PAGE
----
“I told her whether we roll down that aisle or whether we walk down that aisle, we’re gonna do this,” Gary said. “Whichever way we have to do it, it’s been her dream. Obviously, it’s a dad’s dream of having the honor of walking your daughter down the aisle.”

Gary joined Gina at therapy for the last several months working on every single detail. Helping Gina stand. Locking her brace. Right step, left step, too far, stop! Turn. Slower. Hold hands, step again.  Gary, his hand clenched tightly around his daughter’s, stared straight forward with a mix of pride and intense concentration on his face. Gina positively glowed, grinning ear-to-ear with every step. Joking with her therapists, looking at her feet and the reflection in the mirror of herself on her dad’s arm.

I stood in the corner of the center, holding back tears and trying to remain professional, in awe of what I was witnessing. I also thought, “Wow, these two have been here, over and over, several days a week — at home, at the venue, inside, outside, all for one moment.

“If she’s doing it for us or she’s doing it for herself, she’ll never tell us,” Gary said. “She always has that big smile on her face, so we don’t know. All I know is we’re gonna do it together, and we’re gonna love the moment.”

And here’s the catch… the Giaffogliones knew about Gina’s goal. John knew. Their close friends knew.

To the rest of Gina’s guests, this dream becoming a reality was a moment no one else knew about before the wedding.

Even Gina and Gary, who planned and worked so hard for months, were anxious about how everything would go… on grass… on a hill… in front of guests.

“There’s so much to it,” Gina said. “It’s going to be kind of crazy and I think when it’s over it’s gonna be like, AAAAAH, LET’S EAT SOME CAKE!”

September 13, 2014.  he day Gina would walk down the aisle.

This is where I stop. Yup, that’s all you get for now. Because despite 13 years in television news writing stories, nothing I can type out will adequately describe what happened that beautiful Saturday in Pacific Junction, Iowa. But we will show you and let you witness it for yourself.

Click here to watch Gina’s Cinderella story with KETV.

I truly hope you make time to watch this one. It will take your breath away and leave you in tears. Happy tears.

gina

Gina is a reminder that fairytales can become reality, dreams can come true. And since I don’t have the words, I will leave you with Gina’s:

“I look at it as I might be having a bad day, but I’m having a day. I’m here. I’m having a day. This walk down the aisle might not be what I always envisioned it would be, but we’re having a walk down the aisle. It’s happening. You’re here. You’re blessed. And if I can help somebody in some way to maybe look at their life a little bit differently and be blessed to have their own day, that’s why I’m having a day in my eyes.”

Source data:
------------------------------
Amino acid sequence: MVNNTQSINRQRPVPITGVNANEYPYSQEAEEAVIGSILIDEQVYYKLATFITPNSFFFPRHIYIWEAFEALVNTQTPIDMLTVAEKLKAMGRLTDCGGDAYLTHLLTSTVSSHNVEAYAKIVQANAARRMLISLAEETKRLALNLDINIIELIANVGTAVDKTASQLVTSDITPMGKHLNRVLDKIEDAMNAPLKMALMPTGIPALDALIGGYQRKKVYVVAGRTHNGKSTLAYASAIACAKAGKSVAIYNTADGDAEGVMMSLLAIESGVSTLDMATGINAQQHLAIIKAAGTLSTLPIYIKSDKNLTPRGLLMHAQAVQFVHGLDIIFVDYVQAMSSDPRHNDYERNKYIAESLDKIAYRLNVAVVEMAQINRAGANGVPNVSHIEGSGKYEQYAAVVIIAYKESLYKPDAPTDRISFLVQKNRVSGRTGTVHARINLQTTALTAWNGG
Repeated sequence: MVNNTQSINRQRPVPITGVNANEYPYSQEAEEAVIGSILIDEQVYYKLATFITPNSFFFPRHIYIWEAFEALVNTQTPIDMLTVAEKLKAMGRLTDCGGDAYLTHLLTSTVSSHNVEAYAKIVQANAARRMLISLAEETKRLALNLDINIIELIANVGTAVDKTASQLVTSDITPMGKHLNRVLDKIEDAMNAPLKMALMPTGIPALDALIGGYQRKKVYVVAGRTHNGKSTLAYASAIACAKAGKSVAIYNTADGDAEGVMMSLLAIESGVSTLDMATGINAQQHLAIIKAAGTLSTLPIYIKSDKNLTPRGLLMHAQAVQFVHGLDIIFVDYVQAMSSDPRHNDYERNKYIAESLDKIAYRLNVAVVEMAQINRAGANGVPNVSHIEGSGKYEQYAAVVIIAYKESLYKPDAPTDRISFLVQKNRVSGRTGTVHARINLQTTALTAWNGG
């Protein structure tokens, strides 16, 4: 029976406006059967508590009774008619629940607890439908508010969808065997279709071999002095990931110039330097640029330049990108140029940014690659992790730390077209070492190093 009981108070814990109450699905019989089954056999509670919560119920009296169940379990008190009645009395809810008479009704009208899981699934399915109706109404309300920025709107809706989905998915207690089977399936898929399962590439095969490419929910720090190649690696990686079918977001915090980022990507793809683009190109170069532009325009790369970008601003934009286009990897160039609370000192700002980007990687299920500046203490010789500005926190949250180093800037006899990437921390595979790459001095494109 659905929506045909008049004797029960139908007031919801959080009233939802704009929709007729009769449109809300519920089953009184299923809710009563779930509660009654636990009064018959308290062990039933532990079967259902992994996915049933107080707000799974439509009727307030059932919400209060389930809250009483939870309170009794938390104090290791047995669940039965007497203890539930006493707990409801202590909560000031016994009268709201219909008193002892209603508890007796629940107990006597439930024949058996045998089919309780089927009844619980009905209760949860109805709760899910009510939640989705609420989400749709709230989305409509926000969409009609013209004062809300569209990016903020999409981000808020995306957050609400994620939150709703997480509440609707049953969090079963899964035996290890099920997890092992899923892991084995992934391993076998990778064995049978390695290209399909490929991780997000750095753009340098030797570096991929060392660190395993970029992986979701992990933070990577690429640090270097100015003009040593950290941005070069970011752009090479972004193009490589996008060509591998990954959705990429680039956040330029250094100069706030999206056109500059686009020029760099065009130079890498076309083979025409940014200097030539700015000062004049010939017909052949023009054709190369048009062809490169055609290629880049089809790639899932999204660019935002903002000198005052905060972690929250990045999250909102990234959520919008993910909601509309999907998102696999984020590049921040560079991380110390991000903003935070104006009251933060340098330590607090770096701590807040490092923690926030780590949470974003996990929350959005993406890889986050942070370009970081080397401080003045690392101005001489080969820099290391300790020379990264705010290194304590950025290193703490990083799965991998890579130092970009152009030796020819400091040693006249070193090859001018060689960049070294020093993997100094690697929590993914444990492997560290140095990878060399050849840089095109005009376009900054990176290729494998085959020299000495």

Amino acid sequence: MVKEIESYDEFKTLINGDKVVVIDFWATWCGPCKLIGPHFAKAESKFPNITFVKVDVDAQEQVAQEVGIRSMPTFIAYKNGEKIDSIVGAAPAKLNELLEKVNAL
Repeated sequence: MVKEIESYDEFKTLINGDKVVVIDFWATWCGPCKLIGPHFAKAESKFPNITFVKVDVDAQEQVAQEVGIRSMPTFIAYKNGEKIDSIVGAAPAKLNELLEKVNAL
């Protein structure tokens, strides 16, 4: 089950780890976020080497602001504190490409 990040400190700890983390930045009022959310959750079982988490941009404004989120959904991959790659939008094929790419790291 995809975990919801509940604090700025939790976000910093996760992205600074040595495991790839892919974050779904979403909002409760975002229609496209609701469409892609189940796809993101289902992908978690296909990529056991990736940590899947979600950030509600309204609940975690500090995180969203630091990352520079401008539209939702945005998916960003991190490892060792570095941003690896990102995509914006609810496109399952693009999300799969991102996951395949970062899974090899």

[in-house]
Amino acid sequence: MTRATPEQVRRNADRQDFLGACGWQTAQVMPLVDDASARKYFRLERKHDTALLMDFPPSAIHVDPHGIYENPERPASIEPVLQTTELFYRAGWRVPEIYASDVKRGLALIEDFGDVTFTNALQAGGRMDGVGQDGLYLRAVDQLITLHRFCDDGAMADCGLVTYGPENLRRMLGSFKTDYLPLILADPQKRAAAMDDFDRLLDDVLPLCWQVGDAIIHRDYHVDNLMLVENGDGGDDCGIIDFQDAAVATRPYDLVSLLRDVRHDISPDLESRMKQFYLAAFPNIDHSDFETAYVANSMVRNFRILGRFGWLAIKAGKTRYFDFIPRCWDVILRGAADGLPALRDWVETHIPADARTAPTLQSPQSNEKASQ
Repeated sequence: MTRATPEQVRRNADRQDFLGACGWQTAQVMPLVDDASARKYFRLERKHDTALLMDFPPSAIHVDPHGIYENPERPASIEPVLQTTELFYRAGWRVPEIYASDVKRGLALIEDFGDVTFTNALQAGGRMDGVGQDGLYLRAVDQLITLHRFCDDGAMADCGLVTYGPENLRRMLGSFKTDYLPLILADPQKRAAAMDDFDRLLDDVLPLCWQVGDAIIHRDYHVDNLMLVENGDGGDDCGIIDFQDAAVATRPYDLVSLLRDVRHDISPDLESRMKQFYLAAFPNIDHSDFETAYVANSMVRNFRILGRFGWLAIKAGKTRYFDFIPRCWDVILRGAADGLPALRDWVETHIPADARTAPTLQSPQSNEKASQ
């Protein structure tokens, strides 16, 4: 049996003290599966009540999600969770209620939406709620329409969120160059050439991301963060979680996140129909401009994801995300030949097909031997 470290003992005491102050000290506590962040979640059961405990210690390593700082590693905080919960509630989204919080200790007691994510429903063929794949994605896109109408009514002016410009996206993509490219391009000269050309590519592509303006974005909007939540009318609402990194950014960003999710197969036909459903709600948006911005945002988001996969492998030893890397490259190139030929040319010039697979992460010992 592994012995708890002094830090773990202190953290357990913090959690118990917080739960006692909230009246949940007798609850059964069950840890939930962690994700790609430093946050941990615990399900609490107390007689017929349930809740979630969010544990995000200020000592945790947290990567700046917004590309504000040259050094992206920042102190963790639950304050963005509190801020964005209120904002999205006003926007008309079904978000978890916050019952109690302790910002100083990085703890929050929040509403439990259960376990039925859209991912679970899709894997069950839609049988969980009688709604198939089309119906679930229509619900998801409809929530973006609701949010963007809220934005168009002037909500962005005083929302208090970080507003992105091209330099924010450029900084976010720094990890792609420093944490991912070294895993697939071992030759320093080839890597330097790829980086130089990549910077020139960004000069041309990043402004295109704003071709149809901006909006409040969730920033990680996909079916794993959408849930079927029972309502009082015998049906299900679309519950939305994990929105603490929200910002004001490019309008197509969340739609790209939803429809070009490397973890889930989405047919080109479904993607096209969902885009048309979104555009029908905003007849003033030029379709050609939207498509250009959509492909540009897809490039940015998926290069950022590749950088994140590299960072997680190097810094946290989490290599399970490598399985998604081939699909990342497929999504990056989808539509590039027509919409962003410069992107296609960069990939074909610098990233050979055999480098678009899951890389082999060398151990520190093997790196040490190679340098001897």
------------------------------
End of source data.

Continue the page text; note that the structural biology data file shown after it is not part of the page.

Gina has a blog and is available to speak for groups and events. Check out her website, Perfectly Imperfect Gina, or visit her on Facebook!

This post originally appeared on Anchor’s Way. 

Feel inspired. Like us on Facebook.

TOPICS
JOIN THE CONVERSATION

Related

12 Ways to Keep Your Marriage Strong When You Have a Child With Autism

I often hear how the divorce rate in autism households is supposed to be astronomical (which really isn’t true) and that many spouses can’t handle the stress of living with autism, and bail out. But hey, I’ve got an 11-year-old with severe nonverbal autism (our only child) and a healthy relationship with my spouse — [...]

What Makes These Wedding Photos Special Is the Story Behind Them

When I came across the wedding photos below on Style Me Pretty, I knew I wanted to feature them on The Mighty. To me, they perfectly represent “in sickness and in health.” So does the story behind them. Timon & Liz Wang / Liz Wang Photography Timon & Liz Wang / Liz Wang Photography Hollie [...]

When a Pet Shop Owner Didn’t ‘Get’ My Daughter With Special Needs

I usually shop at one pet shop. The owner is awesome. She is kind, caring and supportive in the community. This one day I was in a rush and knew I wouldn’t make it to her shop in time to pick up what I needed and get to my 5-year-old daughter’s school for pick-up. So, I hesitantly went [...]

Why I Let My Daughter Rearrange the Chairs in the Waiting Room

Addie was on her third artistic chair arrangement. Chair arranging is a specialty of sorts. The most important element is the purple chair. There must be purple chair(s). Plural. We hit the purple-jackpot this fine Friday. When the elevator opened, the heavens sang and the trumpets played and her eyes grew wide: “Mommy! Purple!” she declared! [...]